WASHINGTON -- U.S. commanders at a base in Afghanistan where two Marines were killed in a surprise insurgent attack last year had no explicit warning but intelligence officers there had "consistent indicators" of Taliban interest in attacking, according to an investigation report released Tuesday.
The U.S. Central Command investigation's conclusions led the top Marine, Gen. James Amos, to announce on Monday that he had forced two senior Marine generals to retire early. Amos held Maj. Gen. Charles Gurganus and Maj. Gen. Gregg Sturdevant responsible for failures to protect their forces.
The Central Command's report indicated that the Marines at Camp Bastion, one of the largest coalition airfields in Afghanistan, could have foreseen the possibility of a Taliban effort to penetrate the base's perimeter on the night of Sept. 14, 2012.
It said the base's intelligence officer reported that the threat to all major installations was "high" at the time of the attack and that there were "consistent indicators that the Taliban wanted to gain access" to Bastion and attack it.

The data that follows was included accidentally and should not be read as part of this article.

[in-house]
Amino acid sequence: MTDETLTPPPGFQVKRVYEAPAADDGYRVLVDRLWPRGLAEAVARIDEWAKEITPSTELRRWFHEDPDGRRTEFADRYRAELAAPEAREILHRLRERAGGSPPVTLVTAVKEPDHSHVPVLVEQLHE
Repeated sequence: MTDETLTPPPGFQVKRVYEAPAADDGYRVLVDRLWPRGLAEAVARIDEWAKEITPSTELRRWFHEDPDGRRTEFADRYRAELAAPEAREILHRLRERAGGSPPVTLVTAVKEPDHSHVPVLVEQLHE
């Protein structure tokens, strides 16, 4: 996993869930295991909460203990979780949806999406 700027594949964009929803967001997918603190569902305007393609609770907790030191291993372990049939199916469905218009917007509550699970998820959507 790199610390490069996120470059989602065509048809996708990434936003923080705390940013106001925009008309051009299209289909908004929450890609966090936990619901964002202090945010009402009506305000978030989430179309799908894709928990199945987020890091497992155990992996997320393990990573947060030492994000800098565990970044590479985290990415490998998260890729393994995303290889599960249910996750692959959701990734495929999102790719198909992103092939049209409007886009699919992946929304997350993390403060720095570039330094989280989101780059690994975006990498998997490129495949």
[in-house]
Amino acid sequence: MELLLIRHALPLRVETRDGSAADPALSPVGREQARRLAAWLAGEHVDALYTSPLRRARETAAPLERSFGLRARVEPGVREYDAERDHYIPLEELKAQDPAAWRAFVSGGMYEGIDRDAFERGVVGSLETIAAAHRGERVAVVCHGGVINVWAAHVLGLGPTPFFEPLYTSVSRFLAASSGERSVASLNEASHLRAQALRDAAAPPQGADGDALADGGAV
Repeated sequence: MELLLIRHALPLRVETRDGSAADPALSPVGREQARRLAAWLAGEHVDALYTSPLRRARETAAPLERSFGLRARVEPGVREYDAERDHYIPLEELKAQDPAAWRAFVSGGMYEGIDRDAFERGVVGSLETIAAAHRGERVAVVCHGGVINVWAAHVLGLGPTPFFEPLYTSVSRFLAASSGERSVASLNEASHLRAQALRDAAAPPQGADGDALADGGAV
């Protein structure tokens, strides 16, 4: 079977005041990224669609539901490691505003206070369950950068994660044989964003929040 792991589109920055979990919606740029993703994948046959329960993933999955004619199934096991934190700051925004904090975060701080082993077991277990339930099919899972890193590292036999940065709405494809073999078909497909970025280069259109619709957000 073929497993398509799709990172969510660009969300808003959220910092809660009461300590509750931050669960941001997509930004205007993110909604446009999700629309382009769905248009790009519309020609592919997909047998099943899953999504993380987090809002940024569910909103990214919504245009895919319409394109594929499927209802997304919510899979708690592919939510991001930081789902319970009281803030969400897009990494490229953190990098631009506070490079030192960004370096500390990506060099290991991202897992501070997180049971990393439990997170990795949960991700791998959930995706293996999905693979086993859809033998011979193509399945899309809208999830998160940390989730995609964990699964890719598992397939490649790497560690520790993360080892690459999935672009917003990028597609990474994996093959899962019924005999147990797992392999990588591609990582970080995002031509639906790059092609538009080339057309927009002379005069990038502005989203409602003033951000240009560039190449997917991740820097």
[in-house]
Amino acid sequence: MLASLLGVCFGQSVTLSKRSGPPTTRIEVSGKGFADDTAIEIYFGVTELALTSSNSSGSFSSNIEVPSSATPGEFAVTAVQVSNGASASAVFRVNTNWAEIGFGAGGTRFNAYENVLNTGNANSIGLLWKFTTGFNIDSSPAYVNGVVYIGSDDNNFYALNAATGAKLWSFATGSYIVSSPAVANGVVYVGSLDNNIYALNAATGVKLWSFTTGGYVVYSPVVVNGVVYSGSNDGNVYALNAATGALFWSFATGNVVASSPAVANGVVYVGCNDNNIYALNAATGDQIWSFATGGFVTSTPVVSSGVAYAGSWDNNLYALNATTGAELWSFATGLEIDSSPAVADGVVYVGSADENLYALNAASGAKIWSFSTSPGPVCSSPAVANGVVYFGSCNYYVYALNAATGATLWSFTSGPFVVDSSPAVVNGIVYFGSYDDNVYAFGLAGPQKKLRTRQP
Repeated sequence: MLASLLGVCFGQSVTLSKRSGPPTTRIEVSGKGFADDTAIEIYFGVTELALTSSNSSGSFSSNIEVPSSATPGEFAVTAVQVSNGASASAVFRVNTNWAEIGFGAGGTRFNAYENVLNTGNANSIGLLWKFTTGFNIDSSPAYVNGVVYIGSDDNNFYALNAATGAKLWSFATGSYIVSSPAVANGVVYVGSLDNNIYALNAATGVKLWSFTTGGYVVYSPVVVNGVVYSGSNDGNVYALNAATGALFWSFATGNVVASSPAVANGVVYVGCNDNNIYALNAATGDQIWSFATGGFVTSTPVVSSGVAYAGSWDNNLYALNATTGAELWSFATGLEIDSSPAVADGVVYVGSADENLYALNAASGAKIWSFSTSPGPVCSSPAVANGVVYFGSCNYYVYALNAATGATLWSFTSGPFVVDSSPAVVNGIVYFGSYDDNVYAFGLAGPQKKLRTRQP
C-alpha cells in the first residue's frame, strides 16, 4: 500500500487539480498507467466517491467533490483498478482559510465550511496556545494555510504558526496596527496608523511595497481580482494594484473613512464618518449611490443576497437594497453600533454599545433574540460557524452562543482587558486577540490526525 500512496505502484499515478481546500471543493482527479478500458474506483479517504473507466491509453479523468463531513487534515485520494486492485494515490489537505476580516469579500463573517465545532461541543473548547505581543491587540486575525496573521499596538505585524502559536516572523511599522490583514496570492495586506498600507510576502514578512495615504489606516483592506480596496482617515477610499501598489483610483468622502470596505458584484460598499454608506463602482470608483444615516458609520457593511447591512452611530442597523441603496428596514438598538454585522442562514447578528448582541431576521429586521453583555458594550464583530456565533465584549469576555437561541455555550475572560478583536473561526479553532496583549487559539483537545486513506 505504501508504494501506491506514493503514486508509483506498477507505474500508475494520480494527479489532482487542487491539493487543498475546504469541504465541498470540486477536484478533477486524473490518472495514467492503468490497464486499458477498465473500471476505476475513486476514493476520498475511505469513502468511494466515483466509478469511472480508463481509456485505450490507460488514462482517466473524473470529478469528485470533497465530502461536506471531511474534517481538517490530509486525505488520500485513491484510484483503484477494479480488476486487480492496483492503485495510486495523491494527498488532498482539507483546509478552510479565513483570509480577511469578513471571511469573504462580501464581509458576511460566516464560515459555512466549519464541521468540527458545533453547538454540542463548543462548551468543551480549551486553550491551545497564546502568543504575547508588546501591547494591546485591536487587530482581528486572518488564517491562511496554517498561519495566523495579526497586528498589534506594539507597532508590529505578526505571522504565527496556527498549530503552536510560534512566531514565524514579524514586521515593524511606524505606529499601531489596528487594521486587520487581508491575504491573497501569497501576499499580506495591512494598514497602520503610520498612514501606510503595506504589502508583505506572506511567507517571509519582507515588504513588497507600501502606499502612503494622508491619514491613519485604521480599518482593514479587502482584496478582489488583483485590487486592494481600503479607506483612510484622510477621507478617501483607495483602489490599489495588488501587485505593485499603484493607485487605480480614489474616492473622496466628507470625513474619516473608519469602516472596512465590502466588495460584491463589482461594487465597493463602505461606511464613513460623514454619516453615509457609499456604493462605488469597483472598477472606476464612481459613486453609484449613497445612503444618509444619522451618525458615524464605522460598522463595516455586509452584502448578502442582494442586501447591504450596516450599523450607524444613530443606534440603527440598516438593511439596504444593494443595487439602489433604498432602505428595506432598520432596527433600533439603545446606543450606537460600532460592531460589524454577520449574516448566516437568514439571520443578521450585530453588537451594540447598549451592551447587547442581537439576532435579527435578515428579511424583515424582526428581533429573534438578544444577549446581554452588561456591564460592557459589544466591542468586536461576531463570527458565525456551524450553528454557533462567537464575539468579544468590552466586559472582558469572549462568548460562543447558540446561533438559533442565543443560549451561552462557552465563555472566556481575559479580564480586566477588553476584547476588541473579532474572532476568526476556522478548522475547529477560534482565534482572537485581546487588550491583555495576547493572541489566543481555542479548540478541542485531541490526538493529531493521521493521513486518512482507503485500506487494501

A group of 15 Taliban fighters used wire cutters to cut through a chain link fence on Bastion's perimeter and walked onto the base undetected. They destroyed six Marine fighter jets and wounded 17 people in addition to killing two Marines.
The investigation report said that in the weeks prior to the attack there had been numerous breaches of Bastion's supposedly secure perimeter, some of which had been captured on surveillance videos. One video showed an individual who entered the base through a hole in its perimeter chain-link fence, "looked around inside an empty guard tower and departed again."
It said many people, including Gurganus, who was the commander of all coalition forces in southwestern Afghanistan, had expressed concern about the breaches but "accepted them" as related to theft or other incursions that did not necessarily pose a security danger to the Marines.
The report faulted Gurganus for failing to take sufficient actions to ensure security prior to the attack.
"He underestimated the threat posed by the enemy's capabilities, overestimated U.S. and coalition capabilities to counter that threat and failed to take prudent steps to counter or mitigate an enemy attack," it concluded.
Sturdevant, who commanded the Marine aviation unit in the region, mistakenly assumed that other military units on Bastion would provide adequate protection for his aviation forces, the report said.
"This misjudgment unnecessarily exposed his personnel and equipment to enemy attack," it said.
Sturdevant and Gurganus issued statements Monday saying they respected Amos' decision.